You want more water security than a direct connection to the source can provide.
The yield of the source cannot directly provide for peak demand.
The yield of the source is less than that required for firefighting.
The source is less secure than water stored in a tank (e.g., if the source requires pumping water, while water stored in a tank doesn’t).
The pipeline distance to the source is so far that it is more economical to use a smaller size pipe and a tank, than a pipe large enough to carry the peak flow all the way from the source to the users.
The biggest variable by far is how much water security you’re aiming for. In general, the more storage you have, the better your water security. Without storage, the security—the percentage of time you’ve got water—is equal to the security of the source. The more storage you’ve got, the longer an interruption to the source supply you can cover with stored water.
Is it possible to have too much storage? Yes. Too much storage can lead to freezing or water age problems. More likely, it simply constitutes a waste of the Earth’s valuable resources. Because of the high up-front cost of storage, it is rare to see anyone except the super-wealthy install too much storage volume.
Sizing a Tank For Demand Peaks which Exceed Flow
Although water needs are usually expressed as a value-per-person for a 24-hour day, in actuality just about all of this water will be used during a period of 10 to 12 hours. Over half of the entire day’s water use may happen between dinner time and bedtime, or in the morning, depending on the culture. Water provided by the source during low-demand periods (e.g., overnight) can be stored for use during high-demand periods.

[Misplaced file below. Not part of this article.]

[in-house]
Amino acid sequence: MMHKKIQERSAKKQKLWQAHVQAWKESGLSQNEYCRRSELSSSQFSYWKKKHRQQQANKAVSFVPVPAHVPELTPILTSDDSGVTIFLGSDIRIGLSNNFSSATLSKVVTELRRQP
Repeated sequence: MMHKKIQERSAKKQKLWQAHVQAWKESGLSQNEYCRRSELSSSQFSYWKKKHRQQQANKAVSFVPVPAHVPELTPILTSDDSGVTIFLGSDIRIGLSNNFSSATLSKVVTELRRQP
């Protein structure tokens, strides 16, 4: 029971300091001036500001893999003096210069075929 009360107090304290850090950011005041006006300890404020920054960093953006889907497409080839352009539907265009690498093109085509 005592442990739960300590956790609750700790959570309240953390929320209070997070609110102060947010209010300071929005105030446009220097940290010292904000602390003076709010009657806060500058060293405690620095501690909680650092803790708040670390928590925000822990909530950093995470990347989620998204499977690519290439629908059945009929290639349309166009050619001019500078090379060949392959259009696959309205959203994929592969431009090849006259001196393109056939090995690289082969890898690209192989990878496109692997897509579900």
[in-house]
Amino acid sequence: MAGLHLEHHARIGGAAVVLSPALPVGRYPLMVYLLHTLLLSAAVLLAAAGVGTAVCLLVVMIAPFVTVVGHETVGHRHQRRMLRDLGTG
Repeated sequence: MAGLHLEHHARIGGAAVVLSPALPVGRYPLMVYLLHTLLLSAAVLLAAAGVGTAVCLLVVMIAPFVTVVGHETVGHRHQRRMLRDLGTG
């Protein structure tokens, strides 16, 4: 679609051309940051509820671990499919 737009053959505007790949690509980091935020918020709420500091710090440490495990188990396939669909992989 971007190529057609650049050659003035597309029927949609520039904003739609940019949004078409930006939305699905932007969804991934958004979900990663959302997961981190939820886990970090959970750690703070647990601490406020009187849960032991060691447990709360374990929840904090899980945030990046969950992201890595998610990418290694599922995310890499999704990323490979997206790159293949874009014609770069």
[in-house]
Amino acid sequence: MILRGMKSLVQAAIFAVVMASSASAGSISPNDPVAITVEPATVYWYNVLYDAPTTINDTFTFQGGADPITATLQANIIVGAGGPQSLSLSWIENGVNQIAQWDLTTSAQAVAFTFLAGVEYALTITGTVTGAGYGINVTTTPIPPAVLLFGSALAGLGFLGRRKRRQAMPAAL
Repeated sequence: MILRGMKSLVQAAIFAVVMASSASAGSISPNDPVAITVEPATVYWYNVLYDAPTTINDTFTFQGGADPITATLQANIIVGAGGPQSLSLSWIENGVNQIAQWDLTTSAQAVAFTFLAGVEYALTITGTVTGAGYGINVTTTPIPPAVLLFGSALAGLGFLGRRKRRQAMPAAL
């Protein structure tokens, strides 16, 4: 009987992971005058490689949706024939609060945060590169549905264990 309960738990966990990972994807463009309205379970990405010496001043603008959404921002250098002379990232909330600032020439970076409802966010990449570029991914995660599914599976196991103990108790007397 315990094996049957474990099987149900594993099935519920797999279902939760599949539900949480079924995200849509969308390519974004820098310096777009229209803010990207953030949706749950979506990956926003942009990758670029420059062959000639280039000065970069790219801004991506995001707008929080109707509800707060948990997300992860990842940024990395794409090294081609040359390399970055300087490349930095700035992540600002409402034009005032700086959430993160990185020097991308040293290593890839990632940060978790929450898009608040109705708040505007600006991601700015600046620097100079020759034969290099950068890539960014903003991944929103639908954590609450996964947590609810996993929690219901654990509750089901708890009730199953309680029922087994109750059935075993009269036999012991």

Sizing a Tank When You Have Limited Water Supply with Scheduled Use
This approach is the inverse of the approach above. It may be appropriate if the water supply is limited and there are known lengths of time without water use. Instead of sizing the tank to cover use, you size the tank to cover production of the source during the longest time without water use. If you store all the water that is produced during the longest time without usage, you’ll have maximized your limited supply.
Sizing a Tank to Cover Use During Interruptions in Supply
Most systems have at least a day’s worth of storage to cover supply interruptions due to servicing, a fault within the system, or a disaster such as an earthquake or power outage. To size your tank for supply interruption, consider what is likely to jeopardize your supply and for how long.
Sizing a Tank When Production Is Intermittent
If your water production is intermittent (for instance, from harvesting rainwater), your tank should cover the maximum cumulative deficit between production and consumption.
Sizing a Tank for Firefighting
If your system is part of a project that requires permits, there are likely specific legal requirements for the system’s firefighting capabilities which you will have to research and fulfill. These probably include much more storage, bigger pipes and higher pressure than you could otherwise imagine.
Size and Structural Integrity
As tanks get bigger, the structural engineering issues get much bigger. Tanks of a thousand gallons are no great challenge. A 10,000 gal (40 m3) tank requires serious consideration of the loads that will be operating on it. Any tank over 30,000 gal (110 m3) should be professionally engineered.